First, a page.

Have you been hearing a lot about APIs recently? Or maybe the Create Once, Publish Everywhere (COPE) thinking that came out of NPR? It doesn’t matter whether you have or haven’t really. What’s important is that we understand why APIs are on the rise.
Why did the big guns invest heavily in APIs and are now reaping serious benefits. Netflix, NPR, Twitter, Facebook, Expedia, Guardian, Google, to mention a few, have well established APIs that grant third parties, that’s people like you, me and other companies, controlled access to their functionality and content. That’s right, these companies have created a playroom filled with shiny new toys (content and functionality) and have given us the key (API) to play with them. But why?
What value do these companies see in APIs? Why do they continue to invest in them? And how do I get me some API action?
On Thursday, 16th May, David Beckham retired from the beautiful game. Unplanned, I joined him. I was out playing 7-a-side football that Thursday, scored the first goal. A left-footed scorcher into the top-right hand corner, and was turning up field to collect a second. Then smash, someone took me out. Hard. I heard a massive pop deep down in my left leg. I turned around to give some young scally a right dressing down but no-one was there. I tried to lift my left foot and it was like jelly. Game over.
You want to create multiple navigation structures from a taxonomy and prevent people from creating multiple taxonomies for navigational purposes.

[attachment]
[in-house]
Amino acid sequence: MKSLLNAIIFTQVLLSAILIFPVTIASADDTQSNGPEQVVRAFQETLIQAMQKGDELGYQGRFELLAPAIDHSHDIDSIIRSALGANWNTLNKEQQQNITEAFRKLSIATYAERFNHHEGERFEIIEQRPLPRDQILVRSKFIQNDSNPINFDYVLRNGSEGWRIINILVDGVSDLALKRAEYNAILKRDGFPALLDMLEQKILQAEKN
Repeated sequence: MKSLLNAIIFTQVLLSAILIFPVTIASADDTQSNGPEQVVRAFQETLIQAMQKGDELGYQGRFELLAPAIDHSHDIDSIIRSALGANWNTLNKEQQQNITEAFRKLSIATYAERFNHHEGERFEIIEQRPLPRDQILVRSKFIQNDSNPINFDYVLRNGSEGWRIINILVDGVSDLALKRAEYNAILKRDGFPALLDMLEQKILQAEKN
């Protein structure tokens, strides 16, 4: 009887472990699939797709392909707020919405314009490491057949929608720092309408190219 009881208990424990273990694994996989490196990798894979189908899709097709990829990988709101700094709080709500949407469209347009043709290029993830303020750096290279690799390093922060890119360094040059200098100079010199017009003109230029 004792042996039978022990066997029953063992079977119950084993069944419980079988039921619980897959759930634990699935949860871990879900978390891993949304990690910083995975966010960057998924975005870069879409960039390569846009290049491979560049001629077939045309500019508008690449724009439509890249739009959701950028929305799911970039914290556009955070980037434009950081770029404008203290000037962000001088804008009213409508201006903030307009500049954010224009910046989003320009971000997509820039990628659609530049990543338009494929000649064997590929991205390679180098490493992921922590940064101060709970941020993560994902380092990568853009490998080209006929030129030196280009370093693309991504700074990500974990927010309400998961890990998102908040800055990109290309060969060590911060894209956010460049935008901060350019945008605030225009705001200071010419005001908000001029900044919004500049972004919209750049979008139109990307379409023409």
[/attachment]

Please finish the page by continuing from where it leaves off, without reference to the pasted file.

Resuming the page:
Taxonomies are the organising principles behind metadata and the values that populate metadata fields.
Not all classifications are taxonomies.
You need clear rules for when the business will own metadata vs when technology will own metadata.
Use metadata to drive our content models.
Always tag by id and never by term, so that you can change terms without impacting the taxonomy.
Need to sell business value of taxonomy to business users.
You cannot have a single standard for metadata that will cover all types of content for the Internet of Things. Embrace that and move on.
You have to provide context to concepts to make them meaningful, which makes it difficult to beg, borrow and steal taxonomies from one business and apply it verbatim within your own.
What seems like a taxonomy at first, may become a process.
Information metabolism is about enabling the business to make information decisions faster. You need frameworks in place for improving an organisation’s information metabolism. Example given of Motorola going form 4 weeks to 24 hours.
Understanding the different paces of change within your organisation clarifies a lot. You need adaptability in fast moving layers and stability in slow moving ones. Pace-Layering.
You must pay attention to the clock speed of your process (e.g. web content (medium), e-commerce(very fast), intranet dev(slow))
You need a universal remote control system for taxonomy. Each application has a remote for their system, a way to implement taxonomies, but there are not universal. They only pretend to be.
Metaphor around moving house was valuable. So when migrating content, you need to touch it and see where it adds values, instead of just moving it.
Every business case has ancillary benefits, that are harder to quantify. Stay focussed. Baseline, benchmark, and have a clear understanding of what value your intervention brings.